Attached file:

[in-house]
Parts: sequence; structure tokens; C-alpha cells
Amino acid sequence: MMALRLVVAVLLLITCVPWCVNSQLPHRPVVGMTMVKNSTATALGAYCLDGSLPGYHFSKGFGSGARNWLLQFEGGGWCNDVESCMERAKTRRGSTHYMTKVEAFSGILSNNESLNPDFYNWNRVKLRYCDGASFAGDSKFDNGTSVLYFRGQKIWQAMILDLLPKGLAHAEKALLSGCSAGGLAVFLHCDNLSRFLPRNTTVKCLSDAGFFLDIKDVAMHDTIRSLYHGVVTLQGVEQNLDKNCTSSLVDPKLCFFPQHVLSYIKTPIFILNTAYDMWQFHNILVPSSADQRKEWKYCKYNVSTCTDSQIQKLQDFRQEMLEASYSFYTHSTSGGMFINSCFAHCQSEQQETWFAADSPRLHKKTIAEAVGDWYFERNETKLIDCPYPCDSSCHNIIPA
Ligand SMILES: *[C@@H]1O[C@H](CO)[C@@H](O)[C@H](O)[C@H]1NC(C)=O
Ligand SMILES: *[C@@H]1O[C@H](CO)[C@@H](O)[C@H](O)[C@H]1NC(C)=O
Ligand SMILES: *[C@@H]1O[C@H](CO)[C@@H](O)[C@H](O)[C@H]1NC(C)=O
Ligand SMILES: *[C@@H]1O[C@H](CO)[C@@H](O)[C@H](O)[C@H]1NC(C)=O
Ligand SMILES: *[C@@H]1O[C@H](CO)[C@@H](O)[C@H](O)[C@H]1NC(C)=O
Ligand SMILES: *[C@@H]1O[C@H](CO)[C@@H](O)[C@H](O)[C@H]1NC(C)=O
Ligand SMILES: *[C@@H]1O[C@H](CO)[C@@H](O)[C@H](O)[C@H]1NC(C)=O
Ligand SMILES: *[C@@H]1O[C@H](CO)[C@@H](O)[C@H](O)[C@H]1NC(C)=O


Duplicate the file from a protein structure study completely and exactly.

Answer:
[in-house]
Parts: sequence; structure tokens; C-alpha cells
Amino acid sequence: MMALRLVVAVLLLITCVPWCVNSQLPHRPVVGMTMVKNSTATALGAYCLDGSLPGYHFSKGFGSGARNWLLQFEGGGWCNDVESCMERAKTRRGSTHYMTKVEAFSGILSNNESLNPDFYNWNRVKLRYCDGASFAGDSKFDNGTSVLYFRGQKIWQAMILDLLPKGLAHAEKALLSGCSAGGLAVFLHCDNLSRFLPRNTTVKCLSDAGFFLDIKDVAMHDTIRSLYHGVVTLQGVEQNLDKNCTSSLVDPKLCFFPQHVLSYIKTPIFILNTAYDMWQFHNILVPSSADQRKEWKYCKYNVSTCTDSQIQKLQDFRQEMLEASYSFYTHSTSGGMFINSCFAHCQSEQQETWFAADSPRLHKKTIAEAVGDWYFERNETKLIDCPYPCDSSCHNIIPA
Ligand SMILES: *[C@@H]1O[C@H](CO)[C@@H](O)[C@H](O)[C@H]1NC(C)=O
Ligand SMILES: *[C@@H]1O[C@H](CO)[C@@H](O)[C@H](O)[C@H]1NC(C)=O
Ligand SMILES: *[C@@H]1O[C@H](CO)[C@@H](O)[C@H](O)[C@H]1NC(C)=O
Ligand SMILES: *[C@@H]1O[C@H](CO)[C@@H](O)[C@H](O)[C@H]1NC(C)=O
Ligand SMILES: *[C@@H]1O[C@H](CO)[C@@H](O)[C@H](O)[C@H]1NC(C)=O
Ligand SMILES: *[C@@H]1O[C@H](CO)[C@@H](O)[C@H](O)[C@H]1NC(C)=O
Ligand SMILES: *[C@@H]1O[C@H](CO)[C@@H](O)[C@H](O)[C@H]1NC(C)=O
Ligand SMILES: *[C@@H]1O[C@H](CO)[C@@H](O)[C@H](O)[C@H]1NC(C)=O